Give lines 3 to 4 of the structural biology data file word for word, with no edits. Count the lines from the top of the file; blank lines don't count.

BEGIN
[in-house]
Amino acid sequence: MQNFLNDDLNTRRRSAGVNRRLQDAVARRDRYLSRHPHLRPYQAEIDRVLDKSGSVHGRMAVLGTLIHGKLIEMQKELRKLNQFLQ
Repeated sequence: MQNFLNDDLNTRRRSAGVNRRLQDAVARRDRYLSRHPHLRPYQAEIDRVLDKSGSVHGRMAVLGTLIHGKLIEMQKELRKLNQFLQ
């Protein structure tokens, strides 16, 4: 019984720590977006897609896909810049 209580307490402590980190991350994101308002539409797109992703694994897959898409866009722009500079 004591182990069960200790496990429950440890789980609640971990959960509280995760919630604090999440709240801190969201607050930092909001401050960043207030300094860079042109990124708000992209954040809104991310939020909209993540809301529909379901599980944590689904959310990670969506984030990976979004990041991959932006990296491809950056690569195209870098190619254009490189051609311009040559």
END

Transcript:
Repeated sequence: MQNFLNDDLNTRRRSAGVNRRLQDAVARRDRYLSRHPHLRPYQAEIDRVLDKSGSVHGRMAVLGTLIHGKLIEMQKELRKLNQFLQ
């Protein structure tokens, strides 16, 4: 019984720590977006897609896909810049 209580307490402590980190991350994101308002539409797109992703694994897959898409866009722009500079 004591182990069960200790496990429950440890789980609640971990959960509280995760919630604090999440709240801190969201607050930092909001401050960043207030300094860079042109990124708000992209954040809104991310939020909209993540809301529909379901599980944590689904959310990670969506984030990976979004990041991959932006990296491809950056690569195209870098190619254009490189051609311009040559």